In a hidden alleyway 10 minutes from Osaka’s famous Dotonbori, lies a nondescript entrance. Above it, a sign in wrought iron metal. Four floors up, one would find The Hearth Board Game Bar and Cafe.
I first came across this whilst searching for places to buy board games for a friend. On a recommendation by a mutual friend of ours, I narrowed it down to Osaka and found The Hearth through a quick Google search.
My parents were with me and we gingerly ascended the stairs together to be greeted by a homely looking bar. I was greeted by Kevin, an American working there. Expecting to find a mostly Japanese speaking crowd, I was pleasantly surprised (and relieved) to find out that there was a good balance of English speaking fellows too. My parents then left me to my own devices as they left to go and sightsee at the nearby Dotonbori.
I was then introduced to Graham and Jake, the odd-couple duo who run the place. I felt right at home here, not because of the common language, but the inclusivity I felt when I was there, despite it being my first time. Graham hails from the United Kingdom, bearing a heavy Irish accent and Jake’s hometown was the city of Melbourne, Australia.
There was also Alberto, the Brazilian-Japanese cook. As the place was pretty packed the day I went, I sat by the bar counter, closer to the kitchen where I could see, and more importantly, smell the delicious cooking that he was whipping up. I kid you not that I was literally salivating at my table and even more so when Kevin presented me my vanilla milkshake.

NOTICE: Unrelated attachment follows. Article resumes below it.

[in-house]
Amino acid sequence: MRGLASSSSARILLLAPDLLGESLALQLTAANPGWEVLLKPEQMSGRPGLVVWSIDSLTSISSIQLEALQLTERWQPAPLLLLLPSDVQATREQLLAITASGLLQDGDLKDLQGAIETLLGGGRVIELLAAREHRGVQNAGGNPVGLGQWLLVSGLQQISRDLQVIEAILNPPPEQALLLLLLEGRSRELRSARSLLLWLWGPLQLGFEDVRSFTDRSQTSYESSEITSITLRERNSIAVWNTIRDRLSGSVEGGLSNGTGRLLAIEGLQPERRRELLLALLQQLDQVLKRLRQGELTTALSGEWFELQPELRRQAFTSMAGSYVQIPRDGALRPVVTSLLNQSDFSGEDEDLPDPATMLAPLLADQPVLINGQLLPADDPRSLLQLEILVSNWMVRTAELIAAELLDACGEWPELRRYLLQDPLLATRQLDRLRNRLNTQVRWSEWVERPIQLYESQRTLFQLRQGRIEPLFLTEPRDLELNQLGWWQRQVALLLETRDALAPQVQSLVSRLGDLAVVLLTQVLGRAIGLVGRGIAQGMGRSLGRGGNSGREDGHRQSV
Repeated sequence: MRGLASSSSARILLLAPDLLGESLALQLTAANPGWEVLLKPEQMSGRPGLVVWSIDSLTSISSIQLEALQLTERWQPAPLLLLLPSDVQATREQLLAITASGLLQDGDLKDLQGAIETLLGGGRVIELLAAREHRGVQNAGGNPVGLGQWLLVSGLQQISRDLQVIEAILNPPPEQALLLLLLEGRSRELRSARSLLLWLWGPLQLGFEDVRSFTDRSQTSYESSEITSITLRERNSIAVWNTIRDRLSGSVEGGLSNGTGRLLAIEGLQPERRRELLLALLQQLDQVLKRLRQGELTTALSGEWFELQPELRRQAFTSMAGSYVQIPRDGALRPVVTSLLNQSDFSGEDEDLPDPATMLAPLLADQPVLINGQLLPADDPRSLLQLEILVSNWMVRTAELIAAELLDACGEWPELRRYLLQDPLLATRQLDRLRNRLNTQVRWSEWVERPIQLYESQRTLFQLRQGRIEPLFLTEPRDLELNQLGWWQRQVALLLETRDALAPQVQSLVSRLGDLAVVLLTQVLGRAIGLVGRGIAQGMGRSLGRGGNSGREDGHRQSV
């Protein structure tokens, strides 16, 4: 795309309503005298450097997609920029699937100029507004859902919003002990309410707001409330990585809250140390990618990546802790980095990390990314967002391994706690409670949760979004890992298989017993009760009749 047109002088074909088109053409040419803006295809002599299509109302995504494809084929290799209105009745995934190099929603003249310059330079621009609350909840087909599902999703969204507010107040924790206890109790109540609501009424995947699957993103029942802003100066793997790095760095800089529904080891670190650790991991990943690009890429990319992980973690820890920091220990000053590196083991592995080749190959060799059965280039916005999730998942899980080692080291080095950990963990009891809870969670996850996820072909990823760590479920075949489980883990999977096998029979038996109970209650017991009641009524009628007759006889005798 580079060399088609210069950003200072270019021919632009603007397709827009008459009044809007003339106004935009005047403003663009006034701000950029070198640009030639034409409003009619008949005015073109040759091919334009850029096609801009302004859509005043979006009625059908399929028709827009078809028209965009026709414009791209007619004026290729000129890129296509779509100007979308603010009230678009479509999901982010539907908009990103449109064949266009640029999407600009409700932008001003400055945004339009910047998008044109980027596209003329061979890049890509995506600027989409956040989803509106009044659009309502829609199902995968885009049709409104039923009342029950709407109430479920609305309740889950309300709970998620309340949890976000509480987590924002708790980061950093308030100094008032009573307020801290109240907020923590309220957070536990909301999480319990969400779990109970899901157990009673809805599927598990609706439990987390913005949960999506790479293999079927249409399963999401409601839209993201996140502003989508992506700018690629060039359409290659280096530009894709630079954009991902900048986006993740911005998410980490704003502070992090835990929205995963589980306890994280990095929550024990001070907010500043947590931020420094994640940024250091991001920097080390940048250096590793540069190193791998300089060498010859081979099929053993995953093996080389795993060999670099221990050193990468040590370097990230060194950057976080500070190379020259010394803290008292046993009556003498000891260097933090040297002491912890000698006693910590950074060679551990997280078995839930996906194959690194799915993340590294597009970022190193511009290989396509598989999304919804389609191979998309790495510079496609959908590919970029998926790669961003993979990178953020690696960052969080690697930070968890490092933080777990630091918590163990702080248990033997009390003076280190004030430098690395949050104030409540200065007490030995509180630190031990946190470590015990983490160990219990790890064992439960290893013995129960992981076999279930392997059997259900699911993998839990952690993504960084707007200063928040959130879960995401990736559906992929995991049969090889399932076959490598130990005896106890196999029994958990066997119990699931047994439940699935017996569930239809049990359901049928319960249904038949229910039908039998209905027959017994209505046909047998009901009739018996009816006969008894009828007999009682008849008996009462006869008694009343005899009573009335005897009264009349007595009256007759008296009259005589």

I noticed the wide variety of games that were available for play. There was a good mix of both light party games and more weighty games in English and Japanese. As all of the tables were occupied, I sat myself down to chit chat with the nearby patrons as well as the aforementioned duo.
Much later in the evening, a couple more of their buddies came, notably Ani and Lewis, both working in Japan and being able to speak both fluent English and Japanese. We sat down for some munchies made by Alberto and played Coup, a tactical bluffing card game.
Before I knew it, my parents were back at The Hearth at the earlier agreed upon time. I bid goodbye to my newfound friends and promised to return one day.
Until then, sayonara.